Remember that really special, powerful child Nick’s mother is hiding? Yeah: Adelind’s newborn girl. When Adelind’s deal with the royals fell through before the baby was born and she realized they’d take the baby anyway and get rid of her, she escaped with the help of the resistance (guess who). So Nick’s mom knows very well what this baby might mean – and with Renard’s assent, she vanishes with the infant to keep her out of the royals’ grasp. Adelind, however, thinks the royals have her (because they lied about that, of course) and that she will only be allowed to see her baby if she steals Nick’s powers. So she does, then shows up in Vienna at the home of the royal cousin, pleading to see her child – only to find herself thrown into prison and mocked because they don’t have the kid and she never counted, in their eyes. Only the baby matters.
Meanwhile, Monroe and Rosalie are searching vainly through spellbook after spellbook, trying to find something to help Nick when Juliette shows up at the herb shop and asks them to maybe take their time, so that she and Nick can discuss whether or not he’s better off not being a Grimm. The moment Juliette leaves, however, Monroe and Rosalie exchange a skeptical look and go back to their work, knowing that Nick won’t be safe without his powers. The Wessen world with all its were-animals and monsters won’t go away just because Nick’s suddenly dysfunctional.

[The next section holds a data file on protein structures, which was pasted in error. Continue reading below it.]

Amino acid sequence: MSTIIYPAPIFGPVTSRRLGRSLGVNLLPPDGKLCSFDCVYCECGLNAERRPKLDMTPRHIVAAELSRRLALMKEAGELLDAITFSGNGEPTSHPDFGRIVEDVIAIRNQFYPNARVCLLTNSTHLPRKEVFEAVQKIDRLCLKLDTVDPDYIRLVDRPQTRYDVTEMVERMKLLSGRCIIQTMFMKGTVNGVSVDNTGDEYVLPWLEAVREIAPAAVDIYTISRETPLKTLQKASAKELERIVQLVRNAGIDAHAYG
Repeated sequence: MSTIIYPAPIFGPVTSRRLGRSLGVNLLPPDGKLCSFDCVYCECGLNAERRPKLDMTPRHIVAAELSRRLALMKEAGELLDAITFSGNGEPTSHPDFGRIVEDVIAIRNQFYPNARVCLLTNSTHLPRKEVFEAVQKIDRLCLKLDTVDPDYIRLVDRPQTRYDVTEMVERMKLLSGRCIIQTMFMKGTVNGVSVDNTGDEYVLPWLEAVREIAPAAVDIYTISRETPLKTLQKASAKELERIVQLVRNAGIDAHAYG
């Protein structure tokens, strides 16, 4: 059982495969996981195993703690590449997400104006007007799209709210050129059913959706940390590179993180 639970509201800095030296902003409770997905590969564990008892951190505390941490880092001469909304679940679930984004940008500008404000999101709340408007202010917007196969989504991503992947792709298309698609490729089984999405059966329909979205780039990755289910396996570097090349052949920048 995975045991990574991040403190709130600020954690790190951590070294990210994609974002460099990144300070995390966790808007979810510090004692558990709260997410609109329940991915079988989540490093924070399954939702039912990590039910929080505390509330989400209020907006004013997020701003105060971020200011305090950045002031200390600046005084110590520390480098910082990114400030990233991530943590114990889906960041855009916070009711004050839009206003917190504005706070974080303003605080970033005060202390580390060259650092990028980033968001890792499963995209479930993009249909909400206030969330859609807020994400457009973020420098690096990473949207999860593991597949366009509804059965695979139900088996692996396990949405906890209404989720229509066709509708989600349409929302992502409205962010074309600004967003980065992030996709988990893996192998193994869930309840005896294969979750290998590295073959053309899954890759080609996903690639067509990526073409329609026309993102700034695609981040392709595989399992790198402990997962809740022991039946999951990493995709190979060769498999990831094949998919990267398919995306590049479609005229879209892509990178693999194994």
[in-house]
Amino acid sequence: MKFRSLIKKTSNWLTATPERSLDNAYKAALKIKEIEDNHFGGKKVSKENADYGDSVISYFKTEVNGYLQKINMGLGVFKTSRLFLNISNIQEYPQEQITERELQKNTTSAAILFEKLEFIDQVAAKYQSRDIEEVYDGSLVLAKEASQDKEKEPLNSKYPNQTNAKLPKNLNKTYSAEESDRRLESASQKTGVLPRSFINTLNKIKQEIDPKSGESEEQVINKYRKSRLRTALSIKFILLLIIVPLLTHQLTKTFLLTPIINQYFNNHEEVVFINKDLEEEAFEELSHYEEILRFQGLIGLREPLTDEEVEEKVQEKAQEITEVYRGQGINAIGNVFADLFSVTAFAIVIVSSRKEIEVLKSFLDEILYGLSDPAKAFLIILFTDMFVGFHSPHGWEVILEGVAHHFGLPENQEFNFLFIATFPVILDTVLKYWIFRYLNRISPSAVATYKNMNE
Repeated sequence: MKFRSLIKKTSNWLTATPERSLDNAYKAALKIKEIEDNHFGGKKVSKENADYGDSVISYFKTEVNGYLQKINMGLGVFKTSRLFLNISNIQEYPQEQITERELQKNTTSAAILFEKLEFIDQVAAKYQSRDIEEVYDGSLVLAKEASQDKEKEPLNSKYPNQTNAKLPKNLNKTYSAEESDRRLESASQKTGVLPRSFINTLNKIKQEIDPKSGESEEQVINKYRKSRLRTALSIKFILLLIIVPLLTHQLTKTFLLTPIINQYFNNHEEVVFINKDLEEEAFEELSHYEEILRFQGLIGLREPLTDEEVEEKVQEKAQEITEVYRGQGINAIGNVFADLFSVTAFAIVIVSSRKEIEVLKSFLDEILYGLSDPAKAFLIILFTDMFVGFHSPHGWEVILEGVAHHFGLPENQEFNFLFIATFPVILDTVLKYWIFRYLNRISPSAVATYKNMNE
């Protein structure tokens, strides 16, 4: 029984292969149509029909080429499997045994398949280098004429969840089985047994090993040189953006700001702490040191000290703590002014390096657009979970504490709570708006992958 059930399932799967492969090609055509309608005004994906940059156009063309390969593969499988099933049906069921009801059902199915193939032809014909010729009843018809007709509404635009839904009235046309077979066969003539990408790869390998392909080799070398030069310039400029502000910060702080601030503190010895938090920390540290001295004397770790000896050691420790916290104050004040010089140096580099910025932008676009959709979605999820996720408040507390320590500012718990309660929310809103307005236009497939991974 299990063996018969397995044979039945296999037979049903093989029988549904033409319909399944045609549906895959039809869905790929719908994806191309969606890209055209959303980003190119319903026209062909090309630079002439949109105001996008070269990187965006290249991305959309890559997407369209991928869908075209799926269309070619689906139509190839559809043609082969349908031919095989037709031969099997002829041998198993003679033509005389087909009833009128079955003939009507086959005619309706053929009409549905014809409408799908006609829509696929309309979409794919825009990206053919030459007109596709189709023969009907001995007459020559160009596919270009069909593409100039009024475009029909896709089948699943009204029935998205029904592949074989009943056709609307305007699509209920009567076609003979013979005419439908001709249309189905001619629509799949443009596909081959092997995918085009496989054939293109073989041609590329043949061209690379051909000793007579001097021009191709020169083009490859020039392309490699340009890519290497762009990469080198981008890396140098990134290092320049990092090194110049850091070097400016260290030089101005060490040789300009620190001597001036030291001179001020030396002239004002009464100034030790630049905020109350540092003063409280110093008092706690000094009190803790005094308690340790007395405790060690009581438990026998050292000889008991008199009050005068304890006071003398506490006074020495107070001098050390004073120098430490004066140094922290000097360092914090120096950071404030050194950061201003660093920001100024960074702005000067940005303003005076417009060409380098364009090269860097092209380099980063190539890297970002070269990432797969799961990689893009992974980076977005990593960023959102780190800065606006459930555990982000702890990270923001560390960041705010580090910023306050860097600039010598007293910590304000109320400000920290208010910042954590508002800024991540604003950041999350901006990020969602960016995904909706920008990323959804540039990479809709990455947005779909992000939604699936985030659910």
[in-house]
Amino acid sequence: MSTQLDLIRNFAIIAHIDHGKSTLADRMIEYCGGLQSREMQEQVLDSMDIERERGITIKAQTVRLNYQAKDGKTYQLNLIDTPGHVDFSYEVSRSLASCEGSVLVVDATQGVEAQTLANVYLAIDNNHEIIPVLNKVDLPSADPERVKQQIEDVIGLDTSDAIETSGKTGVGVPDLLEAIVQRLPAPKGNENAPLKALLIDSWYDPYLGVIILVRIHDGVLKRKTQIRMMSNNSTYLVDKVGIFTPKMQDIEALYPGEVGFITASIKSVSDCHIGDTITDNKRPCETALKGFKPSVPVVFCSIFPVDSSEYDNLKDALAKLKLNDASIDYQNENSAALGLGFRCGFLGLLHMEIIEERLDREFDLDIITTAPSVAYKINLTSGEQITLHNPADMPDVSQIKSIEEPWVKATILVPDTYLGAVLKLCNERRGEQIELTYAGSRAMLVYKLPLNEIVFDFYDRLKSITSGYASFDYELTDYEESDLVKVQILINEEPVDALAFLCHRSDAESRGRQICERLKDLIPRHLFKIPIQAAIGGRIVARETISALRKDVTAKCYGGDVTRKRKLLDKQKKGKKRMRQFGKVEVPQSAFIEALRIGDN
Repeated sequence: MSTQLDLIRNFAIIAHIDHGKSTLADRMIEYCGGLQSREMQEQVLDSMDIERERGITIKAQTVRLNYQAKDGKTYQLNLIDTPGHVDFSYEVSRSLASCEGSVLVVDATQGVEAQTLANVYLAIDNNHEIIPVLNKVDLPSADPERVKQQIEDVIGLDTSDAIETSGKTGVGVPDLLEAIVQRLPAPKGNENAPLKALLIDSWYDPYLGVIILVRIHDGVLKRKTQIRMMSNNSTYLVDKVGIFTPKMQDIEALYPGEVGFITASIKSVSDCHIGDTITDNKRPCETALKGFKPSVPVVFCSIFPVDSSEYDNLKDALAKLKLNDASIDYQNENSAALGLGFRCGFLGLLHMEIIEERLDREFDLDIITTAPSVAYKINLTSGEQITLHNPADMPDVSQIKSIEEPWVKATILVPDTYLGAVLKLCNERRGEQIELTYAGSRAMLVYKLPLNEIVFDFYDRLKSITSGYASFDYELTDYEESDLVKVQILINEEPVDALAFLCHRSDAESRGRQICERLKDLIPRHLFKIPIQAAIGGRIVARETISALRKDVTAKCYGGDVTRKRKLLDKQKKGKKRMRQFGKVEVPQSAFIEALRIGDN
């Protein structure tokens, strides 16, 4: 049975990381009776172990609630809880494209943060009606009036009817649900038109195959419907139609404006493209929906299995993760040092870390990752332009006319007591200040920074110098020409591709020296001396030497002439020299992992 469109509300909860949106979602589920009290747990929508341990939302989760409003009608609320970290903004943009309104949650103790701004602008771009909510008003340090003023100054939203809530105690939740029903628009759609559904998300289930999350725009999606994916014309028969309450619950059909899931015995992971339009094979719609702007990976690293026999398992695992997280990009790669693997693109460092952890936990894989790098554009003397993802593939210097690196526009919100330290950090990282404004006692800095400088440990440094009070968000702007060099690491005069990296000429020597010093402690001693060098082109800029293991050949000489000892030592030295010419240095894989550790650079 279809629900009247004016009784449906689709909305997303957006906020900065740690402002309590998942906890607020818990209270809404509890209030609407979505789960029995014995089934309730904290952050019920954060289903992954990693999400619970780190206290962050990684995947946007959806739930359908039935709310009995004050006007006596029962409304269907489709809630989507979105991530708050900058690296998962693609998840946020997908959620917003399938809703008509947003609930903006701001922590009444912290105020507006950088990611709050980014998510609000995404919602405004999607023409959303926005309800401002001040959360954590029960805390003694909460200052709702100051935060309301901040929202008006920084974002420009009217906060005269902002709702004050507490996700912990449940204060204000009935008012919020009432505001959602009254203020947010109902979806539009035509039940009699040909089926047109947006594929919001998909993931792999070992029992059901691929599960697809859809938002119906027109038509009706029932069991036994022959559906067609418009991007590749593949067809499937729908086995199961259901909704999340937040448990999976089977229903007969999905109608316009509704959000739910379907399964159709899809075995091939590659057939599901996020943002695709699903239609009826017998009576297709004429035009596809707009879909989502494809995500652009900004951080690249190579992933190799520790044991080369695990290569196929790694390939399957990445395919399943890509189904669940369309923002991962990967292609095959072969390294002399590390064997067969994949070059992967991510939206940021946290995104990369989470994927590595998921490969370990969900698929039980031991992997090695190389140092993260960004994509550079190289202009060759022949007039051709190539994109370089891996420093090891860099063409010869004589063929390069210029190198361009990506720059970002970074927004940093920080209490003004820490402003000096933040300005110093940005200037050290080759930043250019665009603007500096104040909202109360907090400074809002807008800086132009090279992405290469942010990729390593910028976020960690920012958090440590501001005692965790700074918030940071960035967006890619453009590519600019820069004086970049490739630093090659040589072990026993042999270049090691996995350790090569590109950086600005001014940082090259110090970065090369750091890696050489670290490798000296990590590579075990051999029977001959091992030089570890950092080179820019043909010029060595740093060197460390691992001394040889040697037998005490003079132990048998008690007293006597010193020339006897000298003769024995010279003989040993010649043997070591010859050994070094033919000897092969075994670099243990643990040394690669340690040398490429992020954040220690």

Did we explain, BTW, that the dead assassin was an FBI agent in the pay of the royals who was also Wessen – a Hundjaeger or dog-that-is-a-hunter, an enforcer who had gone off the FBI radar weeks earlier? And that now there’s a couple of FBI investigators looking into his death, one of whom (Agent Chavez) discovers a Grimm’s-guide-to-deadly-Wessen in Trouble’s bedroom when they come to search Nick’s house after the attack on Capt. Renard? And that at least one of those FBI agents is also Wessen (Chavez again)? She’s one of the predator-bird weres, only Nick doesn’t know that because he can’t recognize Wessen now, so the agent concludes he isn’t a Grimm (they don’t realize he’s been one until now). But she does suspect Trouble, whose given name is Theresa Rubel (right, more German names). Moreover, Trouble’s grabbed right off the street from her bike (well, Juliette’s bicycle) and pulled into a van by several hooded figures and Agent Chavez at the end of the episode. So there we are with Nick minus Grimm powers, the only functional Grimm in town kidnapped, and a number of shadowy figures whose loyalties and intentions are unclear circling in the periphery. Ach – scheisse!! (We’ll let you figure out that one on your own.)
Friday nights should be fun this winter. We bet you’ll be rereading Grimm’s Fairy Tales with an entirely different eye now, wondering which mythical characters will surface next. We certainly will!
Until next time,
Your spooky TV critic,